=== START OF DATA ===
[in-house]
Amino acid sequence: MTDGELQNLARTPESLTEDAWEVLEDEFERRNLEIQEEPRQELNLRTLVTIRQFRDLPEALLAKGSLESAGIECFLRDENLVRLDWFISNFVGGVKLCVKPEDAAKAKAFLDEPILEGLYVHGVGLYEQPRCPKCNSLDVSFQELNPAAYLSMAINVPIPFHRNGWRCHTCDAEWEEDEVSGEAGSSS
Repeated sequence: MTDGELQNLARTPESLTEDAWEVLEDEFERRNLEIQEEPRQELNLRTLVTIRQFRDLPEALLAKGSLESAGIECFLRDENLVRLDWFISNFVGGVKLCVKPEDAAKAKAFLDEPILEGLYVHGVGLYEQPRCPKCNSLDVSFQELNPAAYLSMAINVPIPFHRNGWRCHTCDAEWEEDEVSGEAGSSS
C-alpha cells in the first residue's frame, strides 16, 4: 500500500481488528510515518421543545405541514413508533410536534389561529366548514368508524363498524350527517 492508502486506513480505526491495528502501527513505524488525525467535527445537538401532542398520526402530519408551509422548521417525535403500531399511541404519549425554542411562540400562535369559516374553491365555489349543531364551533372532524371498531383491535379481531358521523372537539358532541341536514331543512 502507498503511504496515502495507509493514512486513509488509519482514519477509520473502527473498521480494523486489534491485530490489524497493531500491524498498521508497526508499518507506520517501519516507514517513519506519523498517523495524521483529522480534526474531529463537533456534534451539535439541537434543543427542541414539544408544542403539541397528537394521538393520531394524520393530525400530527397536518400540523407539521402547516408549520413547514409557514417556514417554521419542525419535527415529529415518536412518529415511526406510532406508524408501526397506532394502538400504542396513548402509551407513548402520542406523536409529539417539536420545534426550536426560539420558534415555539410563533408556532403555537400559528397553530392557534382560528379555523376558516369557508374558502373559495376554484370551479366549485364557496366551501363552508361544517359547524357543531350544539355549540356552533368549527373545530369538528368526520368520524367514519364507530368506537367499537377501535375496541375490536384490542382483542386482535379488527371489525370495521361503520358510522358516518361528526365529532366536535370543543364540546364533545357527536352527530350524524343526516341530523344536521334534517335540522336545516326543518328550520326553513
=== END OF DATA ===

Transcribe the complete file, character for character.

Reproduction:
[in-house]
Amino acid sequence: MTDGELQNLARTPESLTEDAWEVLEDEFERRNLEIQEEPRQELNLRTLVTIRQFRDLPEALLAKGSLESAGIECFLRDENLVRLDWFISNFVGGVKLCVKPEDAAKAKAFLDEPILEGLYVHGVGLYEQPRCPKCNSLDVSFQELNPAAYLSMAINVPIPFHRNGWRCHTCDAEWEEDEVSGEAGSSS
Repeated sequence: MTDGELQNLARTPESLTEDAWEVLEDEFERRNLEIQEEPRQELNLRTLVTIRQFRDLPEALLAKGSLESAGIECFLRDENLVRLDWFISNFVGGVKLCVKPEDAAKAKAFLDEPILEGLYVHGVGLYEQPRCPKCNSLDVSFQELNPAAYLSMAINVPIPFHRNGWRCHTCDAEWEEDEVSGEAGSSS
C-alpha cells in the first residue's frame, strides 16, 4: 500500500481488528510515518421543545405541514413508533410536534389561529366548514368508524363498524350527517 492508502486506513480505526491495528502501527513505524488525525467535527445537538401532542398520526402530519408551509422548521417525535403500531399511541404519549425554542411562540400562535369559516374553491365555489349543531364551533372532524371498531383491535379481531358521523372537539358532541341536514331543512 502507498503511504496515502495507509493514512486513509488509519482514519477509520473502527473498521480494523486489534491485530490489524497493531500491524498498521508497526508499518507506520517501519516507514517513519506519523498517523495524521483529522480534526474531529463537533456534534451539535439541537434543543427542541414539544408544542403539541397528537394521538393520531394524520393530525400530527397536518400540523407539521402547516408549520413547514409557514417556514417554521419542525419535527415529529415518536412518529415511526406510532406508524408501526397506532394502538400504542396513548402509551407513548402520542406523536409529539417539536420545534426550536426560539420558534415555539410563533408556532403555537400559528397553530392557534382560528379555523376558516369557508374558502373559495376554484370551479366549485364557496366551501363552508361544517359547524357543531350544539355549540356552533368549527373545530369538528368526520368520524367514519364507530368506537367499537377501535375496541375490536384490542382483542386482535379488527371489525370495521361503520358510522358516518361528526365529532366536535370543543364540546364533545357527536352527530350524524343526516341530523344536521334534517335540522336545516326543518328550520326553513